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25 October 2012 Books


Robert Drewe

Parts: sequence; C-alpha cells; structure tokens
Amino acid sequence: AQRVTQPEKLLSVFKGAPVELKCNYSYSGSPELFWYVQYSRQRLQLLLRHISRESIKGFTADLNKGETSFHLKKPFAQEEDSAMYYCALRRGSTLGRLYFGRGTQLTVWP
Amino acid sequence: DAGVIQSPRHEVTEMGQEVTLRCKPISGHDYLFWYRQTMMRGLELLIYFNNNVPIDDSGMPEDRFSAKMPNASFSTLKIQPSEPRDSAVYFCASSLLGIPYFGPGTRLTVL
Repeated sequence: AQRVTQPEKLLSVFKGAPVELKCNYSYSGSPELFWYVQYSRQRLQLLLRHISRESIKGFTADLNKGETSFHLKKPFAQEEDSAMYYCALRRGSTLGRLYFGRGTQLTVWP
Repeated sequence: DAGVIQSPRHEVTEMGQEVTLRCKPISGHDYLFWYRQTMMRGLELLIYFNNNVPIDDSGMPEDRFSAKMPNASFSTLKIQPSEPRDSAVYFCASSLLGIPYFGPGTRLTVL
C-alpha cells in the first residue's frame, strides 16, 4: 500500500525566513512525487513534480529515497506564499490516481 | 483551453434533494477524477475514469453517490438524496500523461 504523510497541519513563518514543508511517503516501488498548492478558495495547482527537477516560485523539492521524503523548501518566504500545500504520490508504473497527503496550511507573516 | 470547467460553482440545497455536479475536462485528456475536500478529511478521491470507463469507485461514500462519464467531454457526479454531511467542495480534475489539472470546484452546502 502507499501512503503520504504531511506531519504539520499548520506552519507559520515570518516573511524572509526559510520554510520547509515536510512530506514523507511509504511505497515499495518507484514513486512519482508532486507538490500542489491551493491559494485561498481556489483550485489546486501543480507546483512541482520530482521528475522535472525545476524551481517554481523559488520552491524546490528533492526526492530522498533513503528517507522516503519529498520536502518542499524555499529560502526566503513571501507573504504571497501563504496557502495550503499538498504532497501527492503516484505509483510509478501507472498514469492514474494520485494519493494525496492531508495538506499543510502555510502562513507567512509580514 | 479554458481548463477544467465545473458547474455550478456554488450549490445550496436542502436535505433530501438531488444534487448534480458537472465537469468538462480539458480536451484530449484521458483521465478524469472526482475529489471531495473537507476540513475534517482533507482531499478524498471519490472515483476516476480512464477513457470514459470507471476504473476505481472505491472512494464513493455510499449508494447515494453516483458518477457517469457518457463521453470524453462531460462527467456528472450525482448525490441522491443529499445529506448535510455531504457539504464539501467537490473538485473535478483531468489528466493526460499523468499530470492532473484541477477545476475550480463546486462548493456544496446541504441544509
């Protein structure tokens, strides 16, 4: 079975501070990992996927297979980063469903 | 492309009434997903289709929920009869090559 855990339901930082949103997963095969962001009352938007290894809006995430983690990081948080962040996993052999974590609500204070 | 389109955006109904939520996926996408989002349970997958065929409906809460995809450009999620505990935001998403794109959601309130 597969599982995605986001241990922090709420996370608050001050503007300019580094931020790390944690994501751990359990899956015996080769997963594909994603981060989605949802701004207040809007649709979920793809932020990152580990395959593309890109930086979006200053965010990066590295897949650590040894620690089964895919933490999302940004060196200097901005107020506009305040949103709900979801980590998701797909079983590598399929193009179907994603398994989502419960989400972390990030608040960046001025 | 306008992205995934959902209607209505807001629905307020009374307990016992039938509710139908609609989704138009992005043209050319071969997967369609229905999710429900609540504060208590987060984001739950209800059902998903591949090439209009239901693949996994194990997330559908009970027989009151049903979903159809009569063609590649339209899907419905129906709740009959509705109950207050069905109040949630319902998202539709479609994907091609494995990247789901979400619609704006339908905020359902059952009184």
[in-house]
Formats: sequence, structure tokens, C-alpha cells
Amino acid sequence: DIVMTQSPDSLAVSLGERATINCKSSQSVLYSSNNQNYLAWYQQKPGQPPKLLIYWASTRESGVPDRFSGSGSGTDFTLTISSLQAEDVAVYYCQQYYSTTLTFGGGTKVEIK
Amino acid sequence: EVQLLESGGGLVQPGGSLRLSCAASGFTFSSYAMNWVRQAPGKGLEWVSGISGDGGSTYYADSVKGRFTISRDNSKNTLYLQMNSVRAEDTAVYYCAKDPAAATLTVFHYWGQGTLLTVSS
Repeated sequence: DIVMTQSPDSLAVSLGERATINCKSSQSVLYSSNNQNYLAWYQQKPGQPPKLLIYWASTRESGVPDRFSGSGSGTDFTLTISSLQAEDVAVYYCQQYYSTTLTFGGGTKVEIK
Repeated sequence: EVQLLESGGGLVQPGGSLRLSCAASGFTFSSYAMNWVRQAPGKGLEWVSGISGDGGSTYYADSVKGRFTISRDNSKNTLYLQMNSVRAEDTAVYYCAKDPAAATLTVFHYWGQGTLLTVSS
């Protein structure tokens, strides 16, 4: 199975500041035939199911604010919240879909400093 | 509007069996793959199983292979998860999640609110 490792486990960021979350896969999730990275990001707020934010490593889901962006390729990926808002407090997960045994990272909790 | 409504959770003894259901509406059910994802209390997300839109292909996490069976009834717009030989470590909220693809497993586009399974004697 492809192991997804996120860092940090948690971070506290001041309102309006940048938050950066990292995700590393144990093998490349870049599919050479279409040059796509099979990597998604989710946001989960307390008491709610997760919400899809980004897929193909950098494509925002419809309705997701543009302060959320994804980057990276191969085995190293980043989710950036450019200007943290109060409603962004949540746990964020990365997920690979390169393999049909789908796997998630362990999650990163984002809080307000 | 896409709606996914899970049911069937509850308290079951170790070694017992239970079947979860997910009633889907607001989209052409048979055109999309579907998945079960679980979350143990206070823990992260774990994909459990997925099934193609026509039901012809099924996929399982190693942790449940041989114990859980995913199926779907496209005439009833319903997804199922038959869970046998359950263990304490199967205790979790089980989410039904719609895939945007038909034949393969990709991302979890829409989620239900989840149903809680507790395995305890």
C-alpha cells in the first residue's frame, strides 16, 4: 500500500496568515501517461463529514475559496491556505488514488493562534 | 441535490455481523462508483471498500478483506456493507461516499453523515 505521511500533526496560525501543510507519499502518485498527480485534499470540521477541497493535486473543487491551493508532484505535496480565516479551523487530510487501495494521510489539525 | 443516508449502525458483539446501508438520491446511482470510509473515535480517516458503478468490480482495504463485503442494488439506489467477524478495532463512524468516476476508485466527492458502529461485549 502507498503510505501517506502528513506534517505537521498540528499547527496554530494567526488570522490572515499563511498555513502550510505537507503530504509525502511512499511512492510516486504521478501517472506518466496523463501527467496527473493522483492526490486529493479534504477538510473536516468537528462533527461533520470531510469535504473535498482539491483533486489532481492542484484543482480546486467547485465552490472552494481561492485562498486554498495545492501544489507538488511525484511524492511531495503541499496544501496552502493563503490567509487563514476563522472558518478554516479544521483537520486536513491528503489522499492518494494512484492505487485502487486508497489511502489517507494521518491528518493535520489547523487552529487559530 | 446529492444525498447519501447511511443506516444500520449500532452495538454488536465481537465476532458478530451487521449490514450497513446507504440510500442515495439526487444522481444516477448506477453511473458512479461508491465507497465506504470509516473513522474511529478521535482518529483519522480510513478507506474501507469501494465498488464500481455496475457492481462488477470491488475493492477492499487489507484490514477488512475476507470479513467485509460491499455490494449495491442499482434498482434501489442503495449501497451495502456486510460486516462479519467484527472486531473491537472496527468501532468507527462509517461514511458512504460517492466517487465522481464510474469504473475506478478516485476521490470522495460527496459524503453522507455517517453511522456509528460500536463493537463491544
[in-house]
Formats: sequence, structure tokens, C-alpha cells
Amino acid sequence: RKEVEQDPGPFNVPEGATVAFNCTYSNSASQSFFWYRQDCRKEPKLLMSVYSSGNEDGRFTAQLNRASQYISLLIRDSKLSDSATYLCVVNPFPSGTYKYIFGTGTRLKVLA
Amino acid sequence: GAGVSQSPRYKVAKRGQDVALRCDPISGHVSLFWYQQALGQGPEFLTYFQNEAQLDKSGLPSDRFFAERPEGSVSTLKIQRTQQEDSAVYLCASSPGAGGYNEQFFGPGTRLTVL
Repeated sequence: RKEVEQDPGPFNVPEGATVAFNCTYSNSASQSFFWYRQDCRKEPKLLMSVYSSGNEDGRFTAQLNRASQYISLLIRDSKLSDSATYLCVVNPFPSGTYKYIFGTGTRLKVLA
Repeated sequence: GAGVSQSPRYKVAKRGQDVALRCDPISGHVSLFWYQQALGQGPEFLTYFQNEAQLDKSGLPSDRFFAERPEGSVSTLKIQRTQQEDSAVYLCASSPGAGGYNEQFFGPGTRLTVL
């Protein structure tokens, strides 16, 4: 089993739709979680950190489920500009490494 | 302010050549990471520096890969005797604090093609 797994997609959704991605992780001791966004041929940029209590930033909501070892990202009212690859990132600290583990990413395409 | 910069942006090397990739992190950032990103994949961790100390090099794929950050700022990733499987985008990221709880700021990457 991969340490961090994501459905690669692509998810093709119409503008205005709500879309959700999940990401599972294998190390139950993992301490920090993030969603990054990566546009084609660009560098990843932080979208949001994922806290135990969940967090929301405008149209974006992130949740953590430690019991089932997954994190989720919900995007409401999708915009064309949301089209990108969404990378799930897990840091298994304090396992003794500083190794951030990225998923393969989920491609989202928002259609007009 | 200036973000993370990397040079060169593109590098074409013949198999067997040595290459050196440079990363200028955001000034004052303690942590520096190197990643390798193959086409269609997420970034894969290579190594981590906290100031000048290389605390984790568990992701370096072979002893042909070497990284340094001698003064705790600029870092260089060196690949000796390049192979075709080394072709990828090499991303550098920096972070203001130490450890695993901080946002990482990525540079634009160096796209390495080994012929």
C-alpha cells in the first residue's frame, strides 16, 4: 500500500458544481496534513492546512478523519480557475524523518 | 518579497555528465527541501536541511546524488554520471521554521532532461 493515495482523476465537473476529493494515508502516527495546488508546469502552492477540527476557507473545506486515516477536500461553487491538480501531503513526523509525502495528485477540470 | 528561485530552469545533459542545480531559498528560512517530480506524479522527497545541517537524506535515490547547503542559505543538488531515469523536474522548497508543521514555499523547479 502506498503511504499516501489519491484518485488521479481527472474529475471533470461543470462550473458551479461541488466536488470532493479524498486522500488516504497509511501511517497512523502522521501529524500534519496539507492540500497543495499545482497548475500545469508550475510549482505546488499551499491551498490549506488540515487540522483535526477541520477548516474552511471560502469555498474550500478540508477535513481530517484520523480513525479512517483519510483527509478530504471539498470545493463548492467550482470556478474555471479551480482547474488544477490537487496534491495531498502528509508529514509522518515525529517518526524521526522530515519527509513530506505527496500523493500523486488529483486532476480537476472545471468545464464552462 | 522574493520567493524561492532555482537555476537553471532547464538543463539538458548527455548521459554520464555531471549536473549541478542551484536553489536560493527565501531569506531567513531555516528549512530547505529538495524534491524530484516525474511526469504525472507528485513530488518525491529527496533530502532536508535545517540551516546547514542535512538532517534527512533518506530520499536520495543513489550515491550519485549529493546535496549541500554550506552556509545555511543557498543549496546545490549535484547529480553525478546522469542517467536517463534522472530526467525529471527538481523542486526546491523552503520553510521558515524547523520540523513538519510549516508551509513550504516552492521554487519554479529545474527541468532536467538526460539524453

Touted as a sequel to Drewe’s acclaimed memoir The Shark Net, Montebello stands on its own two feet – you certainly don’t need any knowledge of the earlier book to enjoy this one. At its core is a series of little-known nuclear tests conducted by the British off the Western Australian coast in the 1950s, when Drewe was a schoolboy in Perth. Memories of the tests have stayed with him throughout his life, and in the 21st century he visited the islands as a guest of a team of scientists trying to re-establish native fauna populations. Interspersed with this are reflections on childhood and adulthood, and life as a reporter and a writer of fiction, romance, marriage and separation. Drewe doesn’t just rely on his own memories and experience, though – there’s plenty of history in here that most Australians will be completely unfamiliar with. His scattergun approach to the material gets out of hand occasionally, and the constant jumping forwards, backwards and sometimes even sideways gets a little confusing. Nevertheless, this is an entertaining, enlightening and occasionally moving read.